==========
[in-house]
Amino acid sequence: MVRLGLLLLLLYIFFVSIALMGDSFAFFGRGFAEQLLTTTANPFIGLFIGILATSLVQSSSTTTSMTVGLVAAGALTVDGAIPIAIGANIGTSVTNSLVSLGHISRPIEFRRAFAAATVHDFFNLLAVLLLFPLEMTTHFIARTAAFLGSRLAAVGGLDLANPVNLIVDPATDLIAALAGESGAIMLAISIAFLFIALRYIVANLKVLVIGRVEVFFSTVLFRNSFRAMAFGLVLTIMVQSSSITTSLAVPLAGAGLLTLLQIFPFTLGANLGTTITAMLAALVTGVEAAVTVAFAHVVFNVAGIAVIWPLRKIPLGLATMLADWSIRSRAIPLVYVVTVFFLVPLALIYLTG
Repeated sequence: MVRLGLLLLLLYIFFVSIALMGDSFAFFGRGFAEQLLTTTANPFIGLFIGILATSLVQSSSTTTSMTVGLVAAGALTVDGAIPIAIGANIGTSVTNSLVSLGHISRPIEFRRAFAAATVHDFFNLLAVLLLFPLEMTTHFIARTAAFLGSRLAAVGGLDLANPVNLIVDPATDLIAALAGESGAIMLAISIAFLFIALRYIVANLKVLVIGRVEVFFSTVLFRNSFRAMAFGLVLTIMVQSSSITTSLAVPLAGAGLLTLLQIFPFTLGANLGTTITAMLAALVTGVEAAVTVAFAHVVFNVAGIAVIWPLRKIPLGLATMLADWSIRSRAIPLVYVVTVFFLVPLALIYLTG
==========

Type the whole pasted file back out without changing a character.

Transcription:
[in-house]
Amino acid sequence: MVRLGLLLLLLYIFFVSIALMGDSFAFFGRGFAEQLLTTTANPFIGLFIGILATSLVQSSSTTTSMTVGLVAAGALTVDGAIPIAIGANIGTSVTNSLVSLGHISRPIEFRRAFAAATVHDFFNLLAVLLLFPLEMTTHFIARTAAFLGSRLAAVGGLDLANPVNLIVDPATDLIAALAGESGAIMLAISIAFLFIALRYIVANLKVLVIGRVEVFFSTVLFRNSFRAMAFGLVLTIMVQSSSITTSLAVPLAGAGLLTLLQIFPFTLGANLGTTITAMLAALVTGVEAAVTVAFAHVVFNVAGIAVIWPLRKIPLGLATMLADWSIRSRAIPLVYVVTVFFLVPLALIYLTG
Repeated sequence: MVRLGLLLLLLYIFFVSIALMGDSFAFFGRGFAEQLLTTTANPFIGLFIGILATSLVQSSSTTTSMTVGLVAAGALTVDGAIPIAIGANIGTSVTNSLVSLGHISRPIEFRRAFAAATVHDFFNLLAVLLLFPLEMTTHFIARTAAFLGSRLAAVGGLDLANPVNLIVDPATDLIAALAGESGAIMLAISIAFLFIALRYIVANLKVLVIGRVEVFFSTVLFRNSFRAMAFGLVLTIMVQSSSITTSLAVPLAGAGLLTLLQIFPFTLGANLGTTITAMLAALVTGVEAAVTVAFAHVVFNVAGIAVIWPLRKIPLGLATMLADWSIRSRAIPLVYVVTVFFLVPLALIYLTG